In many winters the same line is cut at Dawlish by violent storms. This would not matter half so much if the Government had not systematically destroyed the alternative mainline to the West, which ran north of Dartmoor and was, incidentally, heartbreakingly beautiful.
Sorry, but a few days of strikes does not compare in malice, damage or stupidity to the militant, fanatical anti-rail policies followed by Tory and Labour governments for decades. And those who want to accuse railway workers of greed might look at the fortunes made by privatised railway companies, while they make the system worse.
So here is what I propose, and you might call it the Treaty of Clapham Junction, which is where I suggest it should be signed. The Government must end its long war on railways, especially mad in an age of high fuel costs and justifiable anger at pollution and noise.
Peter Hitchens: You won’t persuade me to get cross with the rail unions, Because most of the train disruption I have experienced has not been organised by RMT or Aslef militants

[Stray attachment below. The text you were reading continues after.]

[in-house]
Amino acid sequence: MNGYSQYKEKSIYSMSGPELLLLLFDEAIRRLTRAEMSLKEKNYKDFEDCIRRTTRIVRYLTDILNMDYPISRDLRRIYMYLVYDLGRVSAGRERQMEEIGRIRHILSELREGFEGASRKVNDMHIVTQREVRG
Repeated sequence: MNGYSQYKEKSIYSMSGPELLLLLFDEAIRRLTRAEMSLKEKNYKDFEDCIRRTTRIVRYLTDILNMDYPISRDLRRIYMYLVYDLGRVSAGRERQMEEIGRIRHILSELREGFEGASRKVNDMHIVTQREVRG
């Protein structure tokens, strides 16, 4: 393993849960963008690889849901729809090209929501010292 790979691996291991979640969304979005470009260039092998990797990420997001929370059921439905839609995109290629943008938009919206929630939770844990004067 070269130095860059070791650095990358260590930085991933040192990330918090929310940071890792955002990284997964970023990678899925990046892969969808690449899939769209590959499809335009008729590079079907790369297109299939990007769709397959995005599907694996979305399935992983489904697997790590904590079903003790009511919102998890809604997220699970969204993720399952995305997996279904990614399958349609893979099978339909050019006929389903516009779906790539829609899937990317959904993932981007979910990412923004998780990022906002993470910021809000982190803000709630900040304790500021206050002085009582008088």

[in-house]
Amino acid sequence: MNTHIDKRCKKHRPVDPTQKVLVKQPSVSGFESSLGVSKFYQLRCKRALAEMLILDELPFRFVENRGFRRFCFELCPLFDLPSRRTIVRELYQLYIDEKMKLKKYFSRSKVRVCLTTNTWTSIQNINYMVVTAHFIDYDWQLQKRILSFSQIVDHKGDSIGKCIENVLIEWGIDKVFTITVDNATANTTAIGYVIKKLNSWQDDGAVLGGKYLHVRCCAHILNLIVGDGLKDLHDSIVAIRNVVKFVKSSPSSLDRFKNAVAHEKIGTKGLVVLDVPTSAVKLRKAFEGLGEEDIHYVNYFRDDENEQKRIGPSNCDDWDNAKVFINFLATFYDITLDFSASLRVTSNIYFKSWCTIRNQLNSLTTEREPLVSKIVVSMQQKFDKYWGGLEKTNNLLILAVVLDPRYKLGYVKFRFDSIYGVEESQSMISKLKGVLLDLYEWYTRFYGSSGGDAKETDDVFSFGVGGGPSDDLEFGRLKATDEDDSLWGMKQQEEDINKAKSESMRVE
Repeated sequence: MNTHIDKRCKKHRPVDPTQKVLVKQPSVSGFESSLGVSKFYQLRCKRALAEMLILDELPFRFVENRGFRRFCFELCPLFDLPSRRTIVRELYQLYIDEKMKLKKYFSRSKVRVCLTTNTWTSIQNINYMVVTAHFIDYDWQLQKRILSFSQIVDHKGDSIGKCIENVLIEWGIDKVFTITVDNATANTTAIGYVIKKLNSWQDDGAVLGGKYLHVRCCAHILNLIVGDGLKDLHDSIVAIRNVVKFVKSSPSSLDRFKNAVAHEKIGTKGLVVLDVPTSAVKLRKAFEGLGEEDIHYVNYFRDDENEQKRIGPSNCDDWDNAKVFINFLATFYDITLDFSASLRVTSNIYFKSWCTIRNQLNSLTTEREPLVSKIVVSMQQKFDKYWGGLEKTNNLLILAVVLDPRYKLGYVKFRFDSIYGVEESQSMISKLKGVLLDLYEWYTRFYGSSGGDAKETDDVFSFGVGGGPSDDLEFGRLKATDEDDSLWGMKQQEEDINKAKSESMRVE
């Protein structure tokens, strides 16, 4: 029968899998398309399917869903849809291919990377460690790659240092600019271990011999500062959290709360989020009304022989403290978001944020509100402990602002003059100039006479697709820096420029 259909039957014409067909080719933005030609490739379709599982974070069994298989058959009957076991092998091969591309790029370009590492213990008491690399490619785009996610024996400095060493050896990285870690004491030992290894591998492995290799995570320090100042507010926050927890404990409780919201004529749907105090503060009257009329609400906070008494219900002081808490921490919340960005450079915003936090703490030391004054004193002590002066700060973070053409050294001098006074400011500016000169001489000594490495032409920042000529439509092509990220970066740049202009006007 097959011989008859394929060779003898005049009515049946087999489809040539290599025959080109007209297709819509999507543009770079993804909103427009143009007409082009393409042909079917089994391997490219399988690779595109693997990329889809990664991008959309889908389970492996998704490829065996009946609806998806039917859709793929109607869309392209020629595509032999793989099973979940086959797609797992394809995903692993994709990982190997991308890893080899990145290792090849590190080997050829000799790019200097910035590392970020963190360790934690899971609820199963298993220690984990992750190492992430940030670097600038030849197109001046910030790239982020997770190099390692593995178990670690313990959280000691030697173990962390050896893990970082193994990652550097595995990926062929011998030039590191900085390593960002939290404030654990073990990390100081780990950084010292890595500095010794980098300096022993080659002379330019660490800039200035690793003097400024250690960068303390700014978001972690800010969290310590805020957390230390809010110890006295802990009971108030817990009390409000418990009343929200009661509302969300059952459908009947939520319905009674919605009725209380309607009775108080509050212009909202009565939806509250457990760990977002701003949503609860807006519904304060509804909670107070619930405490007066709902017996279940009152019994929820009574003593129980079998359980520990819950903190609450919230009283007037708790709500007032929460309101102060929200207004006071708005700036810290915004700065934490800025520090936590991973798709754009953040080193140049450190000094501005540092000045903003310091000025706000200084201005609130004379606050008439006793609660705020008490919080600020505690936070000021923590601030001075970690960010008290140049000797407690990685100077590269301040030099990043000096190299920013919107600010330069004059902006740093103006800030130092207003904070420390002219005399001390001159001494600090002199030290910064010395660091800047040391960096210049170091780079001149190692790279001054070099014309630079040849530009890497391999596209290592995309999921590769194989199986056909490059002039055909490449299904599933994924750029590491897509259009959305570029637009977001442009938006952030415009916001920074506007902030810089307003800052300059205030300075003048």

It must forget vanity projects such as HS2 and concentrate entirely on reliable medium-speed services that actually work and which people can afford. It must put back the lines it ripped up in the 1960s, and electrify them where possible. It must reopen the country stations.
It must renationalise the whole lot, recognising that the country which invented railways did so because rail transport is uniquely suited to its size and landscape. It must grasp that rail is a national benefit, helping to keep the country clean, quiet, healthy and connected: not a thing to be franchised and milked. And it must all work together, not be cut up into a jigsaw of jumbled bits and pieces.
Lastly, it must cut fares to the levels you find in the rest of Europe, sweeping away the mad, incomprehensible system we have now. It might bring back breakfast, too.
In return, the rail unions must agree that they will not go on strike again as long as this agreement is kept. It will be the best bargain they will ever get for their members and for the public. And once it is agreed, and starts to work, we will all wonder why we did not do it years ago.